Be very wary of emails requesting transfers of funds from hacked accounts. We've recently seen two phishing scams that have resulted in fraudulent client fund transfers. While the amounts are typically not large (under $50,000), in both cases there were multiple transfers. The losses are different but the claims are essentially identical. Each of our insureds received an email requesting transfer of funds, and in both cases the email requested that monies be wire transferred from their accounts to a Wells Fargo account. These fraudulent emails included significant identifiable personal details and signatures on faked transfer forms. Signatures were verified against signatures from other valid transfers and determined to be authentic -- so they thought. In one case the bank asked for a phone number to verify the transfer as the transfer form was slightly hard to read (red flag). An email was sent to the hacked account requesting a cell number to verify the transfer. In an email response the sender asked if they could call the bank to verify, and this was allowed as the caller had the correct banking information, social security number and other personal identifying information details to convince the bank to move forward and transfer the funds. Both of our insureds' clients have been asked to be made whole, and we are in the process of determining the liability associated with each claim. With one of these claims, the bank clearly has some liability as it did not follow proper protocol and allowed a deviation of standards by accepting a “call in” as opposed to the “bank calling out.” (Side note: both of these clients are longstanding, very profitable accounts, and our insureds are trying to mitigate damages to maintain the relationship.) OK, now that you have read the claim summary what’s next? Your office needs to take steps to reduce your liability while protecting and safeguarding your clients’ bank accounts. Here are several steps that you should incorporate into your due diligence internal controls:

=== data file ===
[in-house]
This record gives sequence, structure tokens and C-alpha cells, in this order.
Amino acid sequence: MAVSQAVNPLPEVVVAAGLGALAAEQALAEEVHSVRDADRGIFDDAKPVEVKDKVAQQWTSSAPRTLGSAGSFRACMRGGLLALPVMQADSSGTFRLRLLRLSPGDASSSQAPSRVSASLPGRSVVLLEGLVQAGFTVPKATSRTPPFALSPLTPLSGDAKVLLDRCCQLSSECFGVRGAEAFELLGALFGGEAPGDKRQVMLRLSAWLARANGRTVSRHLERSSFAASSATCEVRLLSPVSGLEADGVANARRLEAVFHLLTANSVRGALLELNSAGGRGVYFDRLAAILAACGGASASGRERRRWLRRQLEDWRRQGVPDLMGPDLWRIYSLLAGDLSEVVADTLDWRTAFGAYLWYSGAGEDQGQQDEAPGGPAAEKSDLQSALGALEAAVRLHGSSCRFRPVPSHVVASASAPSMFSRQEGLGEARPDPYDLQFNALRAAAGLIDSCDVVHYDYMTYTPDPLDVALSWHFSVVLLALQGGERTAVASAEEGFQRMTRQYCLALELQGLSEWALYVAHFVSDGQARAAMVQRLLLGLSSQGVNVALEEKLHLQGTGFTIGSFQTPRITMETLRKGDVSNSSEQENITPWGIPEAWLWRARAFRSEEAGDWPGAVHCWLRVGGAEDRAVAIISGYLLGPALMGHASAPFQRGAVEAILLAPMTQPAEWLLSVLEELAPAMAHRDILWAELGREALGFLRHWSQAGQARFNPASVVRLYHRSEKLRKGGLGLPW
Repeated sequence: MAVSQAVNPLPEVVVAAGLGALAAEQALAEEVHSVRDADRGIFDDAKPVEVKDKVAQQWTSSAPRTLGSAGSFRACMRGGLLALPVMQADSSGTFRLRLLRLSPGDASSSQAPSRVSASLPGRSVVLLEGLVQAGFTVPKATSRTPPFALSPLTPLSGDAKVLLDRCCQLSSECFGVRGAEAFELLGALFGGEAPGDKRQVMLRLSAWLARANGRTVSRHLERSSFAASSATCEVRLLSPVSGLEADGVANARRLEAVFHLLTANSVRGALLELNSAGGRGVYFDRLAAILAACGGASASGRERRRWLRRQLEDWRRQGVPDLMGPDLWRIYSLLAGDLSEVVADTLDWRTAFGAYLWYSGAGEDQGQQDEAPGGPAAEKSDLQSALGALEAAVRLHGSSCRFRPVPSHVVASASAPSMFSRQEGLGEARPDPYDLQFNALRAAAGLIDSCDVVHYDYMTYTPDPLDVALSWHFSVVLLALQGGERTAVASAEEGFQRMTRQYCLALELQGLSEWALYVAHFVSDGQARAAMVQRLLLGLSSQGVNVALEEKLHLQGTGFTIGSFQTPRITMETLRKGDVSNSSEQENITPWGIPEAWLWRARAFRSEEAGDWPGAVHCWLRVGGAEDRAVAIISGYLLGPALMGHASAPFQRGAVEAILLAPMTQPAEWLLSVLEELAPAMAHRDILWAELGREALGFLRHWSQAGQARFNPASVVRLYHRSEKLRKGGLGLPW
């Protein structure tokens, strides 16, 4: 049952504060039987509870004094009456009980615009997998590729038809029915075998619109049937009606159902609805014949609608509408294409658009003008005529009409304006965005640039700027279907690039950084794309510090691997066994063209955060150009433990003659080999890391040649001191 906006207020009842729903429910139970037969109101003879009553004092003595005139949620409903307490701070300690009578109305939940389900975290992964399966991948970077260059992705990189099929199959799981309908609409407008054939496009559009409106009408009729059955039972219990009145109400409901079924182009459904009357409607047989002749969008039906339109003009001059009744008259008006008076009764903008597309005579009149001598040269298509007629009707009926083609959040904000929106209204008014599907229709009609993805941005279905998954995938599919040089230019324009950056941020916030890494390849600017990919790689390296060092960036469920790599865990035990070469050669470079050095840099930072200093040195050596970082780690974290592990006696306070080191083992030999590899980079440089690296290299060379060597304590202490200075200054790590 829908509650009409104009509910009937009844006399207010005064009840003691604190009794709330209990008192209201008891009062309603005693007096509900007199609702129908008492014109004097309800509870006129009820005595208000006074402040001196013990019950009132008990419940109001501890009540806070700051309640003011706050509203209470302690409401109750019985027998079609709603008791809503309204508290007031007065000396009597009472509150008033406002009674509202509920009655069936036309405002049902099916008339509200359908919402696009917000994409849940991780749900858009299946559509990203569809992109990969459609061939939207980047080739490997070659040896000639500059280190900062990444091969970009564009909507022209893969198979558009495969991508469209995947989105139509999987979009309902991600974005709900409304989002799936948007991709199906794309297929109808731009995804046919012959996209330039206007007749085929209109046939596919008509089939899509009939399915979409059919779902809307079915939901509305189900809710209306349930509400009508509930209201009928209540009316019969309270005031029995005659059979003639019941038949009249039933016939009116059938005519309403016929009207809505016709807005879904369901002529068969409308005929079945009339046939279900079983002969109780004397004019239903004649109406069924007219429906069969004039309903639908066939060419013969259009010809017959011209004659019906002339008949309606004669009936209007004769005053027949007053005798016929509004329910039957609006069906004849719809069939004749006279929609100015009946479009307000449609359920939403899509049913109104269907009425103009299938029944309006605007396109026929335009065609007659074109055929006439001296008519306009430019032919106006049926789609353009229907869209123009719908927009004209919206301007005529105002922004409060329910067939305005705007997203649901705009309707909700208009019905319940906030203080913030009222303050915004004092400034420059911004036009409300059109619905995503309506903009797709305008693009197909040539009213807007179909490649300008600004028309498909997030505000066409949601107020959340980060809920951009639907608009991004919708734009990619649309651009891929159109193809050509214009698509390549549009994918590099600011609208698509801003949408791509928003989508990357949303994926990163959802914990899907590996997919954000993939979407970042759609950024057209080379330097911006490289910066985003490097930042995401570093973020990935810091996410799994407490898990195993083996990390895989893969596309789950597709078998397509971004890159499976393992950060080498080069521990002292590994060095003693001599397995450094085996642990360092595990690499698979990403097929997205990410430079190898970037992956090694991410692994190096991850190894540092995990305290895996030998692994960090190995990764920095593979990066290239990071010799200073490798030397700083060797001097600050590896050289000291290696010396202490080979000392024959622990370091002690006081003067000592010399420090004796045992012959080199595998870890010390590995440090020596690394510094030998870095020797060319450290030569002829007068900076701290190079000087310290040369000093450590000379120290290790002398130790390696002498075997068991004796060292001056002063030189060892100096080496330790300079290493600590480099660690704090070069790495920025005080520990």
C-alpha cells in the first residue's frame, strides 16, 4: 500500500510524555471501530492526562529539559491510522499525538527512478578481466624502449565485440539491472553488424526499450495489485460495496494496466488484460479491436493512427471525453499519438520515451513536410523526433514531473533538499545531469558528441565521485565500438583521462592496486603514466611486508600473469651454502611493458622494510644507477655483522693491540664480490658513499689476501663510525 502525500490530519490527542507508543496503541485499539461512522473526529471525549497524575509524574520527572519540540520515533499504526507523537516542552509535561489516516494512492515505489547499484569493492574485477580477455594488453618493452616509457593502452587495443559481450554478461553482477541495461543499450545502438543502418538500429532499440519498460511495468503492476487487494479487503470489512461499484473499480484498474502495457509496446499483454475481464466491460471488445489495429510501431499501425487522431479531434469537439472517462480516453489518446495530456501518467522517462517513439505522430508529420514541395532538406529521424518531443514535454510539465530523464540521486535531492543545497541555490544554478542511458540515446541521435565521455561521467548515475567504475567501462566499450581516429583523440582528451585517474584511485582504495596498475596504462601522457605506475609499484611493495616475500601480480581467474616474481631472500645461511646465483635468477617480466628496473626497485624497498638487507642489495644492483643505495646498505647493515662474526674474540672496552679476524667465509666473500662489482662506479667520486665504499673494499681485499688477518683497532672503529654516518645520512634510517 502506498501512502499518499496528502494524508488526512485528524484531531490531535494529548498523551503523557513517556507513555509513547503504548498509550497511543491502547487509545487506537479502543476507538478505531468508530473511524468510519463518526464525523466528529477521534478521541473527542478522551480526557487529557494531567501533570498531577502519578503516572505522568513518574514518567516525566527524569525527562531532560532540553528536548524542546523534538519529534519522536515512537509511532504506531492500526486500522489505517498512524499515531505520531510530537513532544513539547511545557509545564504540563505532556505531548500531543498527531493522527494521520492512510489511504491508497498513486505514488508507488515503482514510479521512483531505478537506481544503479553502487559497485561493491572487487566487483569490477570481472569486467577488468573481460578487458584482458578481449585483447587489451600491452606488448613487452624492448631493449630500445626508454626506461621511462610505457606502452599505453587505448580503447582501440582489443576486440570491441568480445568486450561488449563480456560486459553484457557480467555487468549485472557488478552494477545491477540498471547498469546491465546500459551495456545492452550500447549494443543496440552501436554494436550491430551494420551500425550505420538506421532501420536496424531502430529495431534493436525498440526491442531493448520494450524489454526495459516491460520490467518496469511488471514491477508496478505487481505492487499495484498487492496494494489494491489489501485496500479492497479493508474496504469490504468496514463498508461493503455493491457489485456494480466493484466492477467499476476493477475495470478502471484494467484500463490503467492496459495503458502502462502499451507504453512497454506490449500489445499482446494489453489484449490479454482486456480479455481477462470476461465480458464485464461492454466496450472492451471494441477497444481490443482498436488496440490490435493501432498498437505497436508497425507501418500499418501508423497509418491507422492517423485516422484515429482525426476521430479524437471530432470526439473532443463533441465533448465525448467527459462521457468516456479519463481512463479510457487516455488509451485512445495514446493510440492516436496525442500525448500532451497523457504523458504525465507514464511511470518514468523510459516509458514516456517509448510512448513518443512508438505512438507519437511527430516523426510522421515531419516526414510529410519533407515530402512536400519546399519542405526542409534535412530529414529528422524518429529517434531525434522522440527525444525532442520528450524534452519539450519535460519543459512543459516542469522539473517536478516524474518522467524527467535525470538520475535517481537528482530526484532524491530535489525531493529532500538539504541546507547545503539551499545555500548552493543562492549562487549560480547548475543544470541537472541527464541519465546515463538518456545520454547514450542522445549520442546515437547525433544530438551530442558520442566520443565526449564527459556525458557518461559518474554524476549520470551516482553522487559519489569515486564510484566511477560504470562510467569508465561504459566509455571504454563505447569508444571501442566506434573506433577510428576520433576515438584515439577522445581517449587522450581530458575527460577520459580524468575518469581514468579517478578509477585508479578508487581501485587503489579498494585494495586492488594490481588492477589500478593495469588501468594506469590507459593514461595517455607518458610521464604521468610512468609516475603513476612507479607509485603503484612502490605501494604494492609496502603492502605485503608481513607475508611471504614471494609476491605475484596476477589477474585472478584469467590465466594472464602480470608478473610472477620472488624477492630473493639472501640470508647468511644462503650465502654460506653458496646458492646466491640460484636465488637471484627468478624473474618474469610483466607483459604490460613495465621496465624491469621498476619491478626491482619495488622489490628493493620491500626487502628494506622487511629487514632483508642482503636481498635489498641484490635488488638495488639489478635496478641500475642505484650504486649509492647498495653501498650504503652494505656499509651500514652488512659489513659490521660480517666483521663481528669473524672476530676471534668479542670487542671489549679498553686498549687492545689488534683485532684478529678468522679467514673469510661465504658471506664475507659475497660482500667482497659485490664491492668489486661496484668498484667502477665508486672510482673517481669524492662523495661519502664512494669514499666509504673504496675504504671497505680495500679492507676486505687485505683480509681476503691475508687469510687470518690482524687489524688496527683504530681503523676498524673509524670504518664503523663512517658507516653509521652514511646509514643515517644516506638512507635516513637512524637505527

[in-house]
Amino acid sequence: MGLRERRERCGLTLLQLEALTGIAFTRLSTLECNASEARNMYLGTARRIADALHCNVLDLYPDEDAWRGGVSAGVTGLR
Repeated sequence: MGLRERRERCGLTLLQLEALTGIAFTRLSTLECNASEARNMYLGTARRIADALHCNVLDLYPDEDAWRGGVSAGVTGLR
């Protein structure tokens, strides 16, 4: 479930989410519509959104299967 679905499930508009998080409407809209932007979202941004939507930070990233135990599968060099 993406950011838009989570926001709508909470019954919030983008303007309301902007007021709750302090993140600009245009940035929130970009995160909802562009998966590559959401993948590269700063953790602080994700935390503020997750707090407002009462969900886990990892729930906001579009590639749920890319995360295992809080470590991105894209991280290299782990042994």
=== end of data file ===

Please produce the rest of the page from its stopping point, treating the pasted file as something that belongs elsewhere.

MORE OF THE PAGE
By incorporating these preventative measures, you could thwart criminal fraud and you are building your defense should the fraud occur. See www.naplia.com/cyber for more Information Security & Data Privacy Liability resources. And contact NAPLIA to discuss your information security liability today.
Stephen Vono Partner & COO SteveV@naplia.com | 508-656-1330